The awful, elitist Olympic athletes


It takes an odd mix of logical contradictions and outright inconsistencies for President Barack Obama to support a bill giving Olympic athletes a tax break on the monetary prizes that go along with their medals.

“President Barack Obama thinks American Olympians returning home from Sochi with a medal shouldn’t have to pay income taxes on their gold, silver or bronze haul, the White House said Thursday,” Yahoo News reported. “Roll Call reported that Sen. John Thune, R-S.D., has introduced legislation that would give Olympians who reach the podium a break by excluding their medals when they calculate their individual taxable income. The measure has bipartisan support — Republican Sen. Marco Rubio of Florida and New York’s Democratic senators, Chuck Schumer and Kirsten Gillibrand, back the proposal.”

But by every indication of his philosophy and past voting record, Obama shouldn’t.

Olympic athletes are the very epitome of privilege and meritocracy.

Who better personifies “You didn’t build that!” than athletes who were born with the right genes, the right parents and the right environment?

National Geographic points out the genetic requirements.

“The best athletes in the world are a result of good genes and optimal training,” adds Phillip B. Sparling, professor of applied physiology at the Georgia Institute of Technology in Atlanta. “A person who has great dedication, motivation, and excellent training will not rise to the world-class level unless he or she has inherited a supercharged physiological system for the sport.”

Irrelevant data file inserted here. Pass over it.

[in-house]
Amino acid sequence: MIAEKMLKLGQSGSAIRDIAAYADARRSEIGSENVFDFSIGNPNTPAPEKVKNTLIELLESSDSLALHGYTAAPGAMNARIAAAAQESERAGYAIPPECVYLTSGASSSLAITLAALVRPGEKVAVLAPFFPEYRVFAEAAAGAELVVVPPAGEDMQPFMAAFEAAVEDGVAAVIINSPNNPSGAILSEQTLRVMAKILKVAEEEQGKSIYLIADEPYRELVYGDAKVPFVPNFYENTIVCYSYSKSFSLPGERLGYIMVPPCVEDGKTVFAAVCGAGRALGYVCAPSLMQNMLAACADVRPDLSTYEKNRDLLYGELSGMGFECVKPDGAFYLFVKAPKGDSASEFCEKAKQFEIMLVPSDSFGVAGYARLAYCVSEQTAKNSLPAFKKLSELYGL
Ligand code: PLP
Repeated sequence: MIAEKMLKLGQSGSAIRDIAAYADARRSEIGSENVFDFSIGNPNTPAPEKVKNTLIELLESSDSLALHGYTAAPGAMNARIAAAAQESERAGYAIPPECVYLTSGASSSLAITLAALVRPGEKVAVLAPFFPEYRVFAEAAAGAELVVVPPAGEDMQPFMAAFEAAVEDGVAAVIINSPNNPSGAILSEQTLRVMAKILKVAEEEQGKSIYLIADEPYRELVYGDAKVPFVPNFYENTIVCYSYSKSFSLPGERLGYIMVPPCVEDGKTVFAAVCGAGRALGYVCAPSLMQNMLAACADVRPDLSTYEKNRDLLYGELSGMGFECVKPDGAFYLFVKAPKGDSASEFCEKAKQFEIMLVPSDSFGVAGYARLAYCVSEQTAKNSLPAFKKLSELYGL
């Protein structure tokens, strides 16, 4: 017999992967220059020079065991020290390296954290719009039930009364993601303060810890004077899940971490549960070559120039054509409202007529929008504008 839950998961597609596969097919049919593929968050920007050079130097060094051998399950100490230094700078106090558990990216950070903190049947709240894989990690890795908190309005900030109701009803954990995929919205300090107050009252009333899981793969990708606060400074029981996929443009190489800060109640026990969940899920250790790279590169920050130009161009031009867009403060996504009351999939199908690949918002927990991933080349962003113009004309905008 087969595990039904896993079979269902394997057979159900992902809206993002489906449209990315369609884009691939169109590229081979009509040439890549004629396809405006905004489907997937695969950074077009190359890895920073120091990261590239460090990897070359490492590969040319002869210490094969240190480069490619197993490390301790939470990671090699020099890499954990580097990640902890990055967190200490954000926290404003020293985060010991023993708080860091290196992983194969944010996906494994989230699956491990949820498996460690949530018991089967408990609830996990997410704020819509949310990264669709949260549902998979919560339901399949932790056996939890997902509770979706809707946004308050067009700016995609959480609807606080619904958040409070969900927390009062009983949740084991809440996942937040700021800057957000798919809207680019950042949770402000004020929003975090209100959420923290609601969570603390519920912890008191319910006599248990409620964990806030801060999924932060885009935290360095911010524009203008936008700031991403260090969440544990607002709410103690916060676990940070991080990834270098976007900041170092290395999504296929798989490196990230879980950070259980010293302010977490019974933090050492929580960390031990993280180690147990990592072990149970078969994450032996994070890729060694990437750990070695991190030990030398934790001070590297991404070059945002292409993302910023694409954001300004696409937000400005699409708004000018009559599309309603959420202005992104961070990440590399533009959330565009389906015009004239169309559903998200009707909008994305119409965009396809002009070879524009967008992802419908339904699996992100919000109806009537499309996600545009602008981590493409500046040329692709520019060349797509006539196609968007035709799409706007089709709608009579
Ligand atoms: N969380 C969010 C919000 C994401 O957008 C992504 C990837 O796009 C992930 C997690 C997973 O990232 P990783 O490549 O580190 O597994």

And it’s a hefty financial commitment.

“Experts say raising an Olympian — or seeking Olympic glory on one’s own — is an extremely pricey proposition, especially when measured over the period of years it takes to get to and then compete at the games,” notes the Huffington Post. “At best, say athletes and others connected to the Olympics, it’s easily a six-figure ‘investment’ — with no guarantee of a ‘return’ (meaning a medal or an endorsement deal) — when factoring in the costs of equipment, coaching and travel.”

That means that with minimal governmental support (and none at the beginning levels), the burden usually falls to the parents — if they can afford it.

Finally, it’s a complete meritocracy. Olympic athletes aren’t the One Percent, they’re the Fraction of One Percent. Only a tiny, tiny minority of athletes who take up a sport as a child end up as Olympians.

That should go against the grain of Obama’s populism, as outlined in his 2012 State of the Union address (his famous “99 percent” speech).

“We can either settle for a country where a shrinking number of people do really well while a growing number of Americans barely get by, or we can restore an economy where everyone gets a fair shot, and everyone does their fair share, and everyone plays by the same set of rules,” he said.

He was talking about the inequality of income, of course, not of Olympic medals. But are the two so very different?

The reality is that most of the time, life rewards hard work and excellence — and these athletes earned their medals and distinction. Is that such a bad thing?


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